The International Federation of Journalists (IFJ) today expressed its fear that Chief Ebrima Manneh, who has been missing for more than a year and was reportedly being held incommunicado, has been killed in jail in The Gambia.
“This information is extremely devastating for the media community in The Gambia and journalists around the world,” said Gabriel Baglo, Director of the IFJ Africa Office. “We call on the Gambian Police, the NIA and government to provide evidence that Chief Ebrima Manneh is alive as we firmly believe that they know his whereabouts.”
Manneh, a reporter with the pro-government Daily Observer newspaper has been missing since 7 July 2006 and is said to be held by the National Intelligence Agency (NIA) which the agency has repeatedly denied. Manneh’s detention is said to be related to information he has allegedly leaked to a foreign correspondent who wrote a feature article on the African Union summit held in Banjul that was critical of the regime.
In January local sources and newspapers revealed that the journalist was moved from the NIA headquarter to the Mile Two Central Prison to police stations in Kartong (South of Banjul), Sibanor (in the West), Kuntaur (Central Gambia) and then to Fatoto (in the East).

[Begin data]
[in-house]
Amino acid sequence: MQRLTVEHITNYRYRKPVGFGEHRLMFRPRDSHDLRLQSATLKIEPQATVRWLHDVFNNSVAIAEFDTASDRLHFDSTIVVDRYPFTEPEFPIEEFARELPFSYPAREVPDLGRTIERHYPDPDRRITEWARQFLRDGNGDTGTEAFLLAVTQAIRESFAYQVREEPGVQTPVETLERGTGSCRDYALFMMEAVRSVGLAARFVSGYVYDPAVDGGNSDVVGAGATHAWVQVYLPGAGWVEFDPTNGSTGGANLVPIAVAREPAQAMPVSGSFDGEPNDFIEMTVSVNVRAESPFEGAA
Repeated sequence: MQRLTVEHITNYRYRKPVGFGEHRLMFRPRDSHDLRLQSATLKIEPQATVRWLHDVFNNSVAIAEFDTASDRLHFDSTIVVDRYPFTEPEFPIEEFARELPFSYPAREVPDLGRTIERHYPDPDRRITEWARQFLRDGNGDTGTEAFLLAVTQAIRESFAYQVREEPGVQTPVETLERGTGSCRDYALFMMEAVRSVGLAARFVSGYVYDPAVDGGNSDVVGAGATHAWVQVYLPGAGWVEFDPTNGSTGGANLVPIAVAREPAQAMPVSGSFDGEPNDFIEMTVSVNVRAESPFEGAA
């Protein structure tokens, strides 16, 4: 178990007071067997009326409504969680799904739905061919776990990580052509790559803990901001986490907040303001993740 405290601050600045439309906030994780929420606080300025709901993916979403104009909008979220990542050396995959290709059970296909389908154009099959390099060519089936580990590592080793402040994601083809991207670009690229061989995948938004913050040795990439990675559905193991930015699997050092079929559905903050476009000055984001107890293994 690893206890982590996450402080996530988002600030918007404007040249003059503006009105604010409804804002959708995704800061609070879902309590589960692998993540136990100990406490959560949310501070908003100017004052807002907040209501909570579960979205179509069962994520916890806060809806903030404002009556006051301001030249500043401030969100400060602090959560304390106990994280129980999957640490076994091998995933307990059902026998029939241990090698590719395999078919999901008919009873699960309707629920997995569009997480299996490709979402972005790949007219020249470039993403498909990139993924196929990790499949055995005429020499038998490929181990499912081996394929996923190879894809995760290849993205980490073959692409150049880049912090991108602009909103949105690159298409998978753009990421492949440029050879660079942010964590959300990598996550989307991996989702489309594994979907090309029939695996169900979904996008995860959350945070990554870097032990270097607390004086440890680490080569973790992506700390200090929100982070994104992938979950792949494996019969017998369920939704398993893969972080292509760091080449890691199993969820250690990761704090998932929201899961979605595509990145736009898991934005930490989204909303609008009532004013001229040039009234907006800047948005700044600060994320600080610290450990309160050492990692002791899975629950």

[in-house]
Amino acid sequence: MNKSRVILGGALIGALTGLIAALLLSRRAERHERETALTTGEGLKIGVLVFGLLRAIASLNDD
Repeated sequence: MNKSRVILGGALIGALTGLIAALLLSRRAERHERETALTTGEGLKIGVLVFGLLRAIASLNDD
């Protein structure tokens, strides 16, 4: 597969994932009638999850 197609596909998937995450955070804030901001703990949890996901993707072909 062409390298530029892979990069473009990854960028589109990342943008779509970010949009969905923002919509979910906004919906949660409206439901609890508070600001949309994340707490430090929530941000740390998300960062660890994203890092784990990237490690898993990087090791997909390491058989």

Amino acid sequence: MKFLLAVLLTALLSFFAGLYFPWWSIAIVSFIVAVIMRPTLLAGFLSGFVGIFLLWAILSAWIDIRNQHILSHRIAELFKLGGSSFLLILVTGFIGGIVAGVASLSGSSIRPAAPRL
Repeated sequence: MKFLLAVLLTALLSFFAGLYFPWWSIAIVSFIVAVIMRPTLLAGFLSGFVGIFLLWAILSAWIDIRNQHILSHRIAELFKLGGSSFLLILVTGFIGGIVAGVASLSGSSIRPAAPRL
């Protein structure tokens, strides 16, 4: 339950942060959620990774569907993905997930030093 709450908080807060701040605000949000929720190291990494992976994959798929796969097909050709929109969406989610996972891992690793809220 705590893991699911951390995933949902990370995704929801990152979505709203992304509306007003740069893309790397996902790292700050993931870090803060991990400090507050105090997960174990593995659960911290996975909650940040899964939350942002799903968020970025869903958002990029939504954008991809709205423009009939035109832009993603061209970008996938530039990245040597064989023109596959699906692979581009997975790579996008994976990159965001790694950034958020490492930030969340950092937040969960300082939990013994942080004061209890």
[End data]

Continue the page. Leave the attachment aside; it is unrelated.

Manneh was reportedly seen the last time on July 26 getting treatment at the Royal Victoria Teaching Hospital of Banjul.
A reliable source at the Mile Two Central Prison in the capital city Banjul told IFJ that in July Manneh was taken to his cell late one night shortly after he came from the hospital and the officers taking him said that Manneh “would not see the next day”. Since that night the same source says he has not heard about Manneh and he is “convinced that he has been killed.”
“We fear that a terrible crime has taken place and the government is trying to hide it,” Baglo said. “We are supporting our colleagues’ search for answers and justice in this case.”
The IFJ is supporting the Media Foundation for West Africa (MFWA) suit against the government of The Gambia at the Community Court of Justice of the Economic Community of West African States (ECOWAS) in Abuja, Nigeria, over Manneh’s “disappearance.”
Hearings in the case resume today.
According to IFJ records, Manneh would be the third journalist killed in The Gambia since President Yahya Jammeh came to power in July 1994. For the past 12 years journalists in The Gambia have been subjected to arson attacks, arbitrary arrests and detention without charge, harassment and intimidation by the security forces and torture.
On December 16, 2004, the editor and co-founder of The Point Newspaper, Deyda Hydara was shot and killed while driving his car, just few meters away from a police depot.
On April 10, 2000, Omar Barrow, a journalist working with Sud FM radio station in The Gambia was shot and killed by Gambian security forces while covering a student demonstration.
For more information contact the IFJ at + 221 842 01 43
The IFJ represents over 600,000 journalists in 114 countries worldwide